The Right Way to Stretch Your Financial Aid Budget

Vol. 16 No. 6

businessmanager eletter Vol16 No6 stretchfinancialaiddollars

Financial aid is a sticky subject for most Business Offices. Your team wants to strike the delicate balance between offering mission-appropriate families the right amount of aid while also preserving your school’s bottomline.

There is a right way to budget your financial aid program. The proper way ensures that you use it as a tool to advance your school’s mission, while also strategically increasing revenue and enrollment.

The first step is knowing your school’s financial aid formula. Many schools complain that their financial aid program often rewards families who have chosen to buy expensive clothes, cars, or housing. This is usually a symptom of misunderstanding how your school’s financial aid formula works.

The Business Office must have a full understanding of the financial aid formula used and agree with its methodology. Whether you use a formula that was created by your school or an outside vendor, ensure you understand how the algorithm works and you agree with its premise.

The two main factors in determining appropriate financial aid are the applicant family’s income and their expenses. Income encompasses wages and salaries, including tips, interest, alimony, Social Security, support offered by grandparents and other relatives, and income tax refunds. Assets include cash, savings, home equity, other real estate investments, stocks, bonds, securities, retirement accounts, stock options, and vehicles.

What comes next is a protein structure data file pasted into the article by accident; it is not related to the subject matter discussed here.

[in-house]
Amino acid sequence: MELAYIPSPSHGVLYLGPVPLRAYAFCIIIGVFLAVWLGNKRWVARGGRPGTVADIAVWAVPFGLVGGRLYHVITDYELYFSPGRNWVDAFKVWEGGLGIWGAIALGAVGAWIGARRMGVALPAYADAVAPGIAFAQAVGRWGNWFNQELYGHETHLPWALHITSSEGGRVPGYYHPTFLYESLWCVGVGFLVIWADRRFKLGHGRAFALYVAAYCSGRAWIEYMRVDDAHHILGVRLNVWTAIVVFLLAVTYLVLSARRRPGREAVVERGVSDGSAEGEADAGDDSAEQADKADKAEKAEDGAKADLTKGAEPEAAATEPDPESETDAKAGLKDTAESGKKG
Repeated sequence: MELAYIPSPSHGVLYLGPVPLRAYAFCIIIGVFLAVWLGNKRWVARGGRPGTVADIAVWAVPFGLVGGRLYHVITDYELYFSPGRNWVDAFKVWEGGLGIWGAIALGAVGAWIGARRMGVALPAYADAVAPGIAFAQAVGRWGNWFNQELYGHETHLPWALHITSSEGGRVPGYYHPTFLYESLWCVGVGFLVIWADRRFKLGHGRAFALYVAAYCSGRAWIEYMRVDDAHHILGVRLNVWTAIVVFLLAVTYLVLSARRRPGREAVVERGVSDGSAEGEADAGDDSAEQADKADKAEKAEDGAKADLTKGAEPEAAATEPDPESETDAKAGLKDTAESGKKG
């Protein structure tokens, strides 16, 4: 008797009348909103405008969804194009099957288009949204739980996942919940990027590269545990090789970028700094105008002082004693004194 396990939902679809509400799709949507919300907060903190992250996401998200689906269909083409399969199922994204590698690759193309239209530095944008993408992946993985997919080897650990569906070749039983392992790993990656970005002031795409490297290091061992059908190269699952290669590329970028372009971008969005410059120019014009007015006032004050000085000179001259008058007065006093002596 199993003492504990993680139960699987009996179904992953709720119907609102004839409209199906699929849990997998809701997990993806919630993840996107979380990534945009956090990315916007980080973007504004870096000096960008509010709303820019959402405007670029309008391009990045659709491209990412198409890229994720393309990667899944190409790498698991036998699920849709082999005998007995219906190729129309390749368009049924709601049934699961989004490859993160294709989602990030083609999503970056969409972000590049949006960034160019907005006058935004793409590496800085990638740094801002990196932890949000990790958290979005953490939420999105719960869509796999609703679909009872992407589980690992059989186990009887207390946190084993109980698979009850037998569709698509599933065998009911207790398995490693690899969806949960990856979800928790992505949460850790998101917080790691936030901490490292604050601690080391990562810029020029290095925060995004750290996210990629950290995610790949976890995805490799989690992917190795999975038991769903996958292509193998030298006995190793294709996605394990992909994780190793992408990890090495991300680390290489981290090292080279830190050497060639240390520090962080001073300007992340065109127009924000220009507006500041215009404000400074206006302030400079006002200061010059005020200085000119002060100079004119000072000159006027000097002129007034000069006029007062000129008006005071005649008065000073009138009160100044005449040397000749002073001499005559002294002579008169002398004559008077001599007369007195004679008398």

It’s unreasonable to expect a family to have no savings, home equity, or retirement funds. With local economies differing across the country, you’ll need to set reasonable expectations for a family’s living allowance to purchase clothing, transportation, entertainment, etc. This will differ for families of varying sizes. Once you’ve determined a set of thresholds that make sense for your area and other factors, you’ll be better able to assess each family’s individual needs.

Financial aid determination is about serving the school’s mission and strategic objectives, as well as assessing a mission-appropriate family’s ability to pay. It is as much an art as it is a science. Schools that keep these concepts in mind serve their families well and assure a fair and consistent process that supports everyone in their community.

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Additional ISM Resources:
The Source for Business and Operations Vol. 16 No. 4 What You Should Know Before Setting Your School's Financial Aid Policy
The Source for Advancement Vol. 12 No. 3 Your Financial Aid Formula: Does It Match Your School's Mission?

Additional ISM resources for Gold Consortium members:
I&P Vol. 36 No. 4 The Three Types of Need-Based Financial Aid
I&P
Vol. 37 No. 13 Financial Aid and Competition

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